Donating and selling
We often find it hard to part with old clothes for a variety of reasons. We live in hope that we will one day fit into the side of the wardrobe relegated to things that are a size too small, then there’s the guilt we feel about items we spent a lot of money on but ultimately never wear. A clear-out requires a ruthless mindset.
What you do with your unwanted clothes will depend on the condition and value of each garment.
Designer and premium high-street clothes in excellent condition are worth the most, and can be listed online on eBay, Vinted or Vestiaire Collective.
In many cases you can now sell back to the store you bought it from. Cos charges just 10 per cent commission, while Zara’s new re-sale service eliminates the need for lengthy product descriptions. Toast hosts store events at which you can swap one preloved Toast piece for another, while John Lewis will give you £5 off a purchase of £20 or more if you donate five unwanted garments at its fashion counters.
Davies resells at a variety of second-hand shops near her home in Colchester, as well as one she set up herself: “My friend Ciara Elliott and I set up Fashion Reboot locally, which is a preloved clothing car boot sale. We regularly have events – and get some amazing sellers who come and join in. I take a rail there and move on pieces I no longer wear.”
Of course, we all have clothing that can’t be sold on: old socks, underwear, items beyond repair. Second-hand marketplace Thrift+ works with Ward and Cotton Lives On, both of which ensure that discarded textiles are recycled, not sent to landfill.
How to sell your old clothes online
By Antonia Johnstone, owner and CEO of pre-owned boutique Sign of the Times
Photograph the product with any original boxes, dust bags, hangers and tags
If people ask questions, add that information to your listing so that other potential buyers have it too
Share the history of the item – why you bought it and why you’re selling it. It humanises you as a seller and builds trust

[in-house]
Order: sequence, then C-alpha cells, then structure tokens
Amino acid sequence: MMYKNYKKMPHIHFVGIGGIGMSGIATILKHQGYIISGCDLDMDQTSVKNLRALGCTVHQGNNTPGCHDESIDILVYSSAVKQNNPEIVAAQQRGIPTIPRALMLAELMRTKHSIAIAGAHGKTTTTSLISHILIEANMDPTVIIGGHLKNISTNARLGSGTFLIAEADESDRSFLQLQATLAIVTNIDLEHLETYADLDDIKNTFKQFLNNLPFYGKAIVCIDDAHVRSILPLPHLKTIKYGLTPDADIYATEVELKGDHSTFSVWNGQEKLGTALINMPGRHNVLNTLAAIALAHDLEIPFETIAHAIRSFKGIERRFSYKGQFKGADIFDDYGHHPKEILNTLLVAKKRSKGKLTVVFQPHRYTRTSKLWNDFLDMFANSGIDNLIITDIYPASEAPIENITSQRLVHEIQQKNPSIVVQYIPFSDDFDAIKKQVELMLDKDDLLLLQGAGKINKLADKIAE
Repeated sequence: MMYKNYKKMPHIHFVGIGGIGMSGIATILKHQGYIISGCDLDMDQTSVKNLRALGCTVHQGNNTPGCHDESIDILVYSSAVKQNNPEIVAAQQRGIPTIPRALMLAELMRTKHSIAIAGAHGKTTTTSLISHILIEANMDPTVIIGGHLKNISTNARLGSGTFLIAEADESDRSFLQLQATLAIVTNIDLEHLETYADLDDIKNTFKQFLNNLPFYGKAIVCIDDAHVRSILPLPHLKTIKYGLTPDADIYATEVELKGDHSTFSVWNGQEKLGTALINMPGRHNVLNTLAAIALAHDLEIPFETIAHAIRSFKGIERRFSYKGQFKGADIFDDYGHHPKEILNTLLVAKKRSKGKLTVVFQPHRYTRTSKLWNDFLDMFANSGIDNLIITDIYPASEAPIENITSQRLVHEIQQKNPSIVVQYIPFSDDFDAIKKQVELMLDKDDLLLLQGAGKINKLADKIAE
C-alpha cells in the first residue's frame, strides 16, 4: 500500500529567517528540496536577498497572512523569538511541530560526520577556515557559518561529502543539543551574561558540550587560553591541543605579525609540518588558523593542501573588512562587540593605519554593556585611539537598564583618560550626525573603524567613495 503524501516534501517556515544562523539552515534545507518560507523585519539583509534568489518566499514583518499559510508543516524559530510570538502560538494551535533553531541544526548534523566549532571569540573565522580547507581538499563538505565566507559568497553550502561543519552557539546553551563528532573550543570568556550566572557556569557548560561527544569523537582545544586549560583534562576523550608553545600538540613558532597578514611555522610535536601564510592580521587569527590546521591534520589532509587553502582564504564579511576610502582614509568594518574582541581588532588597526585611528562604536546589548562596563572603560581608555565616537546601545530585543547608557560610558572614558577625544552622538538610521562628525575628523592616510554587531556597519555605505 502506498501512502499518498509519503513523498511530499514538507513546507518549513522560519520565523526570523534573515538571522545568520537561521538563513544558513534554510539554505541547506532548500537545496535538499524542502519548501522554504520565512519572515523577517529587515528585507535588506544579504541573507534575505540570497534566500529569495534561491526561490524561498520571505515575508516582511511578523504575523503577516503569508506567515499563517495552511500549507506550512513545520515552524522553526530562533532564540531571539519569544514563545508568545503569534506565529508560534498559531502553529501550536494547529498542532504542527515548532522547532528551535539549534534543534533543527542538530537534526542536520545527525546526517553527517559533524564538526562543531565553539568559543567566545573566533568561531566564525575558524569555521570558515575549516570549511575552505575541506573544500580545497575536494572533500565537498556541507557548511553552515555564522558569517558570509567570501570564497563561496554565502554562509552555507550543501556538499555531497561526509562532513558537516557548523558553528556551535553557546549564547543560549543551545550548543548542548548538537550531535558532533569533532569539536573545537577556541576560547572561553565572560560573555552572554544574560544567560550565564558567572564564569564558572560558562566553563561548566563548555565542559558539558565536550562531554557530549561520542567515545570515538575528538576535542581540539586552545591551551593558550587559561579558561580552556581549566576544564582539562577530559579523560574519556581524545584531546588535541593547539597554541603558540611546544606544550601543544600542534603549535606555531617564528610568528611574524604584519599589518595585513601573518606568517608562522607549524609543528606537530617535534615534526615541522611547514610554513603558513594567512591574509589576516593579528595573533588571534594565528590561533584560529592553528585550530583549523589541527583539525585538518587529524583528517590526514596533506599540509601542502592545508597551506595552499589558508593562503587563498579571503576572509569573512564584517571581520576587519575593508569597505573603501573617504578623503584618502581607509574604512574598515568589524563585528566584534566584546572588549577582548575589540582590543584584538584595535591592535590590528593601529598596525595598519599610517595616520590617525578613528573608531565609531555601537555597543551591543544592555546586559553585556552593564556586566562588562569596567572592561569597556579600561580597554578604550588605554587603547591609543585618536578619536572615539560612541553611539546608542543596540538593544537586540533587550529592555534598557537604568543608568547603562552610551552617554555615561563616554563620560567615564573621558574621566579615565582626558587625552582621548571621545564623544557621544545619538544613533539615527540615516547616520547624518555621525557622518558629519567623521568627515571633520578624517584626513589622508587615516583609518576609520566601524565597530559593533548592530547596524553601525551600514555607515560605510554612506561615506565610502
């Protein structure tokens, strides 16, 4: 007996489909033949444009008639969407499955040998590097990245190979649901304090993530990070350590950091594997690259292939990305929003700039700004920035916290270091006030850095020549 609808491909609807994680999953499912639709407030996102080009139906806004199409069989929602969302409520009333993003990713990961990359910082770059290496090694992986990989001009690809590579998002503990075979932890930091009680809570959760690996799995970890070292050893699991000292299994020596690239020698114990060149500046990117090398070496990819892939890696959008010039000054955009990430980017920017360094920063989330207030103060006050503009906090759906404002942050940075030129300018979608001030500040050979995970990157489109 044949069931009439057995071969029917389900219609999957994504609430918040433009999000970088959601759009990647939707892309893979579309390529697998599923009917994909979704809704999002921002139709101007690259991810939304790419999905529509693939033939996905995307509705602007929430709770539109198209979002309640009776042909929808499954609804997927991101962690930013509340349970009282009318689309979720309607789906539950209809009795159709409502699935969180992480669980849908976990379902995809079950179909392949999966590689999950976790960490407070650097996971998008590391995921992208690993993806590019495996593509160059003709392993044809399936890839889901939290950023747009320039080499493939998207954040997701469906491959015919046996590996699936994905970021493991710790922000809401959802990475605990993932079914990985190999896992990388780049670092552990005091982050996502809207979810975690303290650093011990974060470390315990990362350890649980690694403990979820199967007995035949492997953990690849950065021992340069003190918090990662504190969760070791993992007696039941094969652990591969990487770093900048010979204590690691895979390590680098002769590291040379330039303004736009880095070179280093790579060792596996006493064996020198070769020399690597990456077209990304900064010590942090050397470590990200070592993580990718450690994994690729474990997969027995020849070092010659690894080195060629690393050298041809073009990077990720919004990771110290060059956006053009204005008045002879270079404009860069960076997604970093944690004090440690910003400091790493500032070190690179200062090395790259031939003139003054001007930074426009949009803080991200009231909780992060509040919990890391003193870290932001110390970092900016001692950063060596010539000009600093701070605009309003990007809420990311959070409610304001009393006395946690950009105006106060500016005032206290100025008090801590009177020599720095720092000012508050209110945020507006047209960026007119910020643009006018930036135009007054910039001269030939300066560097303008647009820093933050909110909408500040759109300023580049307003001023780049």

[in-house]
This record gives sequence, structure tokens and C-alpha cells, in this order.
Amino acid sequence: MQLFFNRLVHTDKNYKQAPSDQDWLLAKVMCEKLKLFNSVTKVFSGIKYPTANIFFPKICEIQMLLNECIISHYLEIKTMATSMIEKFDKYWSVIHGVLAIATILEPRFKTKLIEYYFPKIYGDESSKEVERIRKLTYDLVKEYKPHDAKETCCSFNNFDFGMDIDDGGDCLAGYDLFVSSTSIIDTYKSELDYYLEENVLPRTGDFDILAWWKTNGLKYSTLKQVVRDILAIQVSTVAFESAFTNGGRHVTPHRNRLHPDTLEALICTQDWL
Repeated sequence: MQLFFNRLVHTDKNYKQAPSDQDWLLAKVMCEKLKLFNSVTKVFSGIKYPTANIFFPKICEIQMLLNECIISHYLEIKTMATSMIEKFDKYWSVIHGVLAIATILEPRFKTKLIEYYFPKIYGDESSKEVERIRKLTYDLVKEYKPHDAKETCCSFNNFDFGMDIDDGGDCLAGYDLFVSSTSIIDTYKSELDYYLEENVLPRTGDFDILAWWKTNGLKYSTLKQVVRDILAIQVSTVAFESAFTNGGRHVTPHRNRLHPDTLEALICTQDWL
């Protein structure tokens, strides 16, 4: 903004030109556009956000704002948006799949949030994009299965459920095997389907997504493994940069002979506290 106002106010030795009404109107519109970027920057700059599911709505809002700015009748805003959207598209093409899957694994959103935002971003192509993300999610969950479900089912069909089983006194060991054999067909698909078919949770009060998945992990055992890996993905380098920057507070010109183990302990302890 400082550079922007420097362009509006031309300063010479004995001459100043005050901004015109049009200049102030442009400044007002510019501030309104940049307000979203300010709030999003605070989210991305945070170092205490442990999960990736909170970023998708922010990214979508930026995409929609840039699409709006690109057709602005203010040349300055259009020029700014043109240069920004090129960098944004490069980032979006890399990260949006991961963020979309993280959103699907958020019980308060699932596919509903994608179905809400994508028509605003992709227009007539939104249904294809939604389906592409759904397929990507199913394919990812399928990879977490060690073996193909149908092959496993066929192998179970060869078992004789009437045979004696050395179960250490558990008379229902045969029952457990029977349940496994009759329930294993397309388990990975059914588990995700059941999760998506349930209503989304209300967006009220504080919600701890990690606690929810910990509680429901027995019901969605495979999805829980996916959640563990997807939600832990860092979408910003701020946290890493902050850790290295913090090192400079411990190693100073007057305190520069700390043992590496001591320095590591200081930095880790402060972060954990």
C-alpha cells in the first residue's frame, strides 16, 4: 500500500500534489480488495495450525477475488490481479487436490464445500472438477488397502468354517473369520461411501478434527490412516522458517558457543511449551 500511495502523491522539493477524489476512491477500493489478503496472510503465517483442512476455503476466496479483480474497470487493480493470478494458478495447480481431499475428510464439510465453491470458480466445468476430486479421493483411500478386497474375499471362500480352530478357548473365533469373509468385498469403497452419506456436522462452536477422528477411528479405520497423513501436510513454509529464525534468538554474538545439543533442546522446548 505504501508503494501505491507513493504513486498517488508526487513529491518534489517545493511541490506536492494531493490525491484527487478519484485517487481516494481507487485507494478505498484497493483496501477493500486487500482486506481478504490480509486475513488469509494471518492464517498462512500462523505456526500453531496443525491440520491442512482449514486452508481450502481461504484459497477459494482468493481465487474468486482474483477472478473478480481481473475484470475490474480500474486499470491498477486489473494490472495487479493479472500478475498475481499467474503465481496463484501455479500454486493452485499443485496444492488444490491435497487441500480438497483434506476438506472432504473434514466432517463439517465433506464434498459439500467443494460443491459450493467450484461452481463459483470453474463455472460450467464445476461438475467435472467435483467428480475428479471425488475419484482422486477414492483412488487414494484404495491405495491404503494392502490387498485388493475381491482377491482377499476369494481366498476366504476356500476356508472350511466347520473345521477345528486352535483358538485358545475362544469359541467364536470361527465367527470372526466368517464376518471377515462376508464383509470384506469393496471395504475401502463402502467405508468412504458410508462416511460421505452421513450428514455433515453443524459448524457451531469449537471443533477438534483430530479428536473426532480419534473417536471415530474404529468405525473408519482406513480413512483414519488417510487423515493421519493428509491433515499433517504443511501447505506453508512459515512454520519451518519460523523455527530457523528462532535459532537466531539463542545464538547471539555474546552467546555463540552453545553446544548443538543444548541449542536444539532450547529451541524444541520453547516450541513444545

Include all brand logos. If possible, use a third-party authenticator for more credibility
People rarely read the description so keep it short and bullet pointed. With second-hand it is all about the photos, but don’t use more than eight
If possible include an ‘on person’ photo as it helps to convey size
Be transparent about any stains or damage – use coins for scale, and photograph worn patches so there are no surprises
What to Sell Where
The second-hand marketplace is dominated by eBay, where you can sell pretty much anything from rusting old cars to authenticated Gucci handbags, but sometimes it’s more effective to use a more targeted platform where your listings will sell faster and for a better price
You can recognise a reformed fast-fashion addict by their Vinted habit. The rapidly growing app is full of past-season premium high-street brands like Boden, Me+Em and Rixo hits, often at Primark prices and nearly-new condition
Depop encourages users to follow the sellers they love, and this is especially effective when it comes to vintage. If you’re regularly listing well-priced pieces from a specific era, say – 1970s Laura Ashley dresses or 1980s St Michael from M&S – you’ll build a following of people seeking exactly that
Designer clothing and accessories
Vestiaire Collective and HEWI authenticate the goods they sell, which gives buyers confidence that they’re getting the real deal, and you’ll get a better price as a result
Those who love ‘hype’ trainers will know that enthusiasts largely congregate on Grailed (grailed.com) and Goat (goat.com). StockX (stockx.com) is useful in working out the value of streetwear merchandise